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Up to Our Hips

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Album Review

Having experienced initial fame and its retreat, the Charlatans (perhaps somewhat self-consciously) set out to create a series of classic-rock-inspired albums, fusing everything from Dylan and the Stones to whatever else caught their fancy. Up to Our Hips, the first result, was produced by Steve Hillage, who made a career ranging from wacked-out hippie ramblings in Gong to the clean, inspired synth/Krautrock surge suffusing his production for Simple Minds. One thing he contributed to the Charlatans was more active percussion. While Flood didn't hide the drums on Between, on "Come In Number 21" Brookes' work feels strong and punchy for the first time. While production was a touch more straightforward than on Between, Hillage otherwise let the Charlatans be the Charlatans; where changes are apparent, it's more in the name of atmosphere than attention-getting, especially on the echoed, rumbling funk instrumental "Feel Flows" (excellent Blunt bass and Rob Collins clavinet on this one). The band stretches with the lovely, acoustic stomp "Autograph"; Mark Collins' guitar work was, increasingly, a larger part of the band's sound than Rob Collins' Hammond, but both worked well together. The laid-back lead single "Can't Get Out of Bed"'s lazy Exile on Main Street vibe and the equally groovy "Patrol" and "Jesus Hairdo" showcased both of their work to good effect, especially on the breaks between chorus and verse. Rob Collins certainly still has his moments — witness the opening build to the title track, another great effort with Blunt. Burgess sounds his strongest yet; while his singing still lurks in the mix more than anything else, he never disappears entirely.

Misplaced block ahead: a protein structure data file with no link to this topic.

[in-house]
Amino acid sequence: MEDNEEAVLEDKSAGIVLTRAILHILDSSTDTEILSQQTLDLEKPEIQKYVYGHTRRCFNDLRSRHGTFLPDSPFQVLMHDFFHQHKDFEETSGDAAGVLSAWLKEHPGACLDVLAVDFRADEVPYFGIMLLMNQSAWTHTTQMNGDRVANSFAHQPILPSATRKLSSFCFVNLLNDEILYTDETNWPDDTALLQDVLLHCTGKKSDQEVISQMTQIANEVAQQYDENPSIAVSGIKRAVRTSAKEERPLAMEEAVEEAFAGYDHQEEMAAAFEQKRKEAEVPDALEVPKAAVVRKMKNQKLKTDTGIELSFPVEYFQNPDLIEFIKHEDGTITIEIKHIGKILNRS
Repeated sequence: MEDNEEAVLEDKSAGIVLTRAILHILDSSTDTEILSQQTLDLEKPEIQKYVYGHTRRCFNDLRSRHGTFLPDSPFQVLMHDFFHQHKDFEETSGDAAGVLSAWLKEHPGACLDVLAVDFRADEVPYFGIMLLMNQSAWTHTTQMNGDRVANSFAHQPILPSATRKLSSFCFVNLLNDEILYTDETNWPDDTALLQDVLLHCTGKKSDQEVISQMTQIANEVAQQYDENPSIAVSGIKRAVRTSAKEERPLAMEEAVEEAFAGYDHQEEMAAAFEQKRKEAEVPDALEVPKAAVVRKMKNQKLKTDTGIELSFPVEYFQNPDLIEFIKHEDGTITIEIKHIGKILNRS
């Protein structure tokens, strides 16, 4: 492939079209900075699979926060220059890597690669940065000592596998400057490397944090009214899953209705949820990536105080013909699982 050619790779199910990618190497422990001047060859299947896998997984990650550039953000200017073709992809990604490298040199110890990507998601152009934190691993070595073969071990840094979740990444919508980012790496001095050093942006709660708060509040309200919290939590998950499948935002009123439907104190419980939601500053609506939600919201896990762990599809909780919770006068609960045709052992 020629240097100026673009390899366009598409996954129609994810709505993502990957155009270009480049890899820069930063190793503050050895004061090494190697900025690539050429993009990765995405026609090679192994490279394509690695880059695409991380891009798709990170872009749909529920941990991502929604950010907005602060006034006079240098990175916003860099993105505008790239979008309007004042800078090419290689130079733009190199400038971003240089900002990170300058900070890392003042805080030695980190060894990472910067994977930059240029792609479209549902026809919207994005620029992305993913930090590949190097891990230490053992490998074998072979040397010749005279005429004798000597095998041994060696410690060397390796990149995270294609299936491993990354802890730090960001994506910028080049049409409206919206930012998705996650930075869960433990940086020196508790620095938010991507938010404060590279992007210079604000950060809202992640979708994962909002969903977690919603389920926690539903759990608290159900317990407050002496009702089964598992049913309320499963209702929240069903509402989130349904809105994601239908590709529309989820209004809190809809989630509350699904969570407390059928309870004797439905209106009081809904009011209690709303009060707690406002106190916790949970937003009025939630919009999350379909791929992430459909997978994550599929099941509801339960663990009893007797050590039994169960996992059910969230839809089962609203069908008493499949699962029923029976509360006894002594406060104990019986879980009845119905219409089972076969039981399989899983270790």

Formed: 1989 in Manchester, England

Genre: Alternative

Years Active: '80s, '90s, '00s, '10s

For many years, the Charlatans UK were perceived as the also-rans of Madchester, the group that didn't capture the Zeitgeist like the Stone Roses or the band that failed to match the mad genre-bending of the Happy Mondays. Of course, they were more traditional than either of their peers. Working from a Stonesy foundation, the Charlatans added dance-oriented rhythms and layers of swirling organs straight out of '60s psychedelia. At first, the Charlatans had great promise, and their initial singles...
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